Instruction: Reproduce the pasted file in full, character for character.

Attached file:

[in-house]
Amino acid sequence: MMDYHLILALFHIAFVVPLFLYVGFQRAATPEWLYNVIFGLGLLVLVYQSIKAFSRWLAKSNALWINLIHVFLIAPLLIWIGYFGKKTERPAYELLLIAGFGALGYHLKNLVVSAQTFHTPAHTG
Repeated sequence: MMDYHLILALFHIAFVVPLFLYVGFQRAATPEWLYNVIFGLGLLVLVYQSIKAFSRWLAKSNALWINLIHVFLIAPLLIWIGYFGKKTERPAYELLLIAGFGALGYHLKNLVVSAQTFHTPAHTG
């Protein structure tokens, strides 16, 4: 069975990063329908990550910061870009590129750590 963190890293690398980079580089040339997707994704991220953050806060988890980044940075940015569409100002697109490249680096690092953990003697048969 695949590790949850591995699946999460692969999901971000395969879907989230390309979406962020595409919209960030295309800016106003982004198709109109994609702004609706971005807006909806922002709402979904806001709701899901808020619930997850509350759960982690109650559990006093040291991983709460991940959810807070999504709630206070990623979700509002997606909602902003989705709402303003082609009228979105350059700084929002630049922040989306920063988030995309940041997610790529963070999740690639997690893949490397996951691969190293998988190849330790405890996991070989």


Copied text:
[in-house]
Amino acid sequence: MMDYHLILALFHIAFVVPLFLYVGFQRAATPEWLYNVIFGLGLLVLVYQSIKAFSRWLAKSNALWINLIHVFLIAPLLIWIGYFGKKTERPAYELLLIAGFGALGYHLKNLVVSAQTFHTPAHTG
Repeated sequence: MMDYHLILALFHIAFVVPLFLYVGFQRAATPEWLYNVIFGLGLLVLVYQSIKAFSRWLAKSNALWINLIHVFLIAPLLIWIGYFGKKTERPAYELLLIAGFGALGYHLKNLVVSAQTFHTPAHTG
């Protein structure tokens, strides 16, 4: 069975990063329908990550910061870009590129750590 963190890293690398980079580089040339997707994704991220953050806060988890980044940075940015569409100002697109490249680096690092953990003697048969 695949590790949850591995699946999460692969999901971000395969879907989230390309979406962020595409919209960030295309800016106003982004198709109109994609702004609706971005807006909806922002709402979904806001709701899901808020619930997850509350759960982690109650559990006093040291991983709460991940959810807070999504709630206070990623979700509002997606909602902003989705709402303003082609009228979105350059700084929002630049922040989306920063988030995309940041997610790529963070999740690639997690893949490397996951691969190293998988190849330790405890996991070989």